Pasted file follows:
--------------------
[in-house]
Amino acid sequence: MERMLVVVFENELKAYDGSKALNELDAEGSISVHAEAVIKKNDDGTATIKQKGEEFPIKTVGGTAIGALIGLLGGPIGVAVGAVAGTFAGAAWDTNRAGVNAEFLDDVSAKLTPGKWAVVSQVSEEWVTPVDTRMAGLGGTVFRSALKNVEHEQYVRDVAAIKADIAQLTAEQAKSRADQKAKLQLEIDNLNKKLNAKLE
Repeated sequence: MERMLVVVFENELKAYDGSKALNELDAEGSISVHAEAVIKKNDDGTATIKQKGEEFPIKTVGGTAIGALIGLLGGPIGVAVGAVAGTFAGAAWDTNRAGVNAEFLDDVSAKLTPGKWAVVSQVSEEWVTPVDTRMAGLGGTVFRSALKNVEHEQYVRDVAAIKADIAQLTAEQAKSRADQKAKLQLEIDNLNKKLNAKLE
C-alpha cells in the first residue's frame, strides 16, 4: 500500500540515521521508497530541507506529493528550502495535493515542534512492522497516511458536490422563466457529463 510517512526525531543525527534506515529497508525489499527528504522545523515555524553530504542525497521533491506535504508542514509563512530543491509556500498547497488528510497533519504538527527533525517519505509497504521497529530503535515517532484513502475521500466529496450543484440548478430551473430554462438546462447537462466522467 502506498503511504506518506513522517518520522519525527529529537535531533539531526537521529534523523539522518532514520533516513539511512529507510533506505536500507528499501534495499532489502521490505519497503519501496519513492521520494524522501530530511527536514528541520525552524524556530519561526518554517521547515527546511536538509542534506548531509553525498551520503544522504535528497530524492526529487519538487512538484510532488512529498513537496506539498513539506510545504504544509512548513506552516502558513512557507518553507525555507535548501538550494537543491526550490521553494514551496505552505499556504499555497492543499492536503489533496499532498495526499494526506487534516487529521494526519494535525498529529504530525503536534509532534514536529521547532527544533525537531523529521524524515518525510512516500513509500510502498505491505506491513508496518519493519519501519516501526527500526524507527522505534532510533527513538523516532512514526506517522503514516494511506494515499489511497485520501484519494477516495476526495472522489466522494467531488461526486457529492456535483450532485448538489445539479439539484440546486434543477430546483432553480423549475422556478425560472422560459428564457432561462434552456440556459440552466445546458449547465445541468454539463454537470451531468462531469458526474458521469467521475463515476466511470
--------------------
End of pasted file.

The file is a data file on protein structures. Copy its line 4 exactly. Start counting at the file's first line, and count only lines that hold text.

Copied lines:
C-alpha cells in the first residue's frame, strides 16, 4: 500500500540515521521508497530541507506529493528550502495535493515542534512492522497516511458536490422563466457529463 510517512526525531543525527534506515529497508525489499527528504522545523515555524553530504542525497521533491506535504508542514509563512530543491509556500498547497488528510497533519504538527527533525517519505509497504521497529530503535515517532484513502475521500466529496450543484440548478430551473430554462438546462447537462466522467 502506498503511504506518506513522517518520522519525527529529537535531533539531526537521529534523523539522518532514520533516513539511512529507510533506505536500507528499501534495499532489502521490505519497503519501496519513492521520494524522501530530511527536514528541520525552524524556530519561526518554517521547515527546511536538509542534506548531509553525498551520503544522504535528497530524492526529487519538487512538484510532488512529498513537496506539498513539506510545504504544509512548513506552516502558513512557507518553507525555507535548501538550494537543491526550490521553494514551496505552505499556504499555497492543499492536503489533496499532498495526499494526506487534516487529521494526519494535525498529529504530525503536534509532534514536529521547532527544533525537531523529521524524515518525510512516500513509500510502498505491505506491513508496518519493519519501519516501526527500526524507527522505534532510533527513538523516532512514526506517522503514516494511506494515499489511497485520501484519494477516495476526495472522489466522494467531488461526486457529492456535483450532485448538489445539479439539484440546486434543477430546483432553480423549475422556478425560472422560459428564457432561462434552456440556459440552466445546458449547465445541468454539463454537470451531468462531469458526474458521469467521475463515476466511470